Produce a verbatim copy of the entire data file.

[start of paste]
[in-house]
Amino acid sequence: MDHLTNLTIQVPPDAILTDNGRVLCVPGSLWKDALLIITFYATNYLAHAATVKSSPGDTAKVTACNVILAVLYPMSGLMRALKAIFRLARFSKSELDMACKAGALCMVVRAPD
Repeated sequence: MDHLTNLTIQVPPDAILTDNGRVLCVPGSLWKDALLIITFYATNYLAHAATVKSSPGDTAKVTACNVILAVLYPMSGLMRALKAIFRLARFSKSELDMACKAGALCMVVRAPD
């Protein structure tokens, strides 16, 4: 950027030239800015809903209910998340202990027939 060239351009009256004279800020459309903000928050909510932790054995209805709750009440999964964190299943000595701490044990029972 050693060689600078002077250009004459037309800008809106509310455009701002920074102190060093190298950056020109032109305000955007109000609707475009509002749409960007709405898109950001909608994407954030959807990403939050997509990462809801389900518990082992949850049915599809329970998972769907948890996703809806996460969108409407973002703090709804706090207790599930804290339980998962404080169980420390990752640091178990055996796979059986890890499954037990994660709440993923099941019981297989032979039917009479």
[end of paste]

[in-house]
Amino acid sequence: MDHLTNLTIQVPPDAILTDNGRVLCVPGSLWKDALLIITFYATNYLAHAATVKSSPGDTAKVTACNVILAVLYPMSGLMRALKAIFRLARFSKSELDMACKAGALCMVVRAPD
Repeated sequence: MDHLTNLTIQVPPDAILTDNGRVLCVPGSLWKDALLIITFYATNYLAHAATVKSSPGDTAKVTACNVILAVLYPMSGLMRALKAIFRLARFSKSELDMACKAGALCMVVRAPD
């Protein structure tokens, strides 16, 4: 950027030239800015809903209910998340202990027939 060239351009009256004279800020459309903000928050909510932790054995209805709750009440999964964190299943000595701490044990029972 050693060689600078002077250009004459037309800008809106509310455009701002920074102190060093190298950056020109032109305000955007109000609707475009509002749409960007709405898109950001909608994407954030959807990403939050997509990462809801389900518990082992949850049915599809329970998972769907948890996703809806996460969108409407973002703090709804706090207790599930804290339980998962404080169980420390990752640091178990055996796979059986890890499954037990994660709440993923099941019981297989032979039917009479």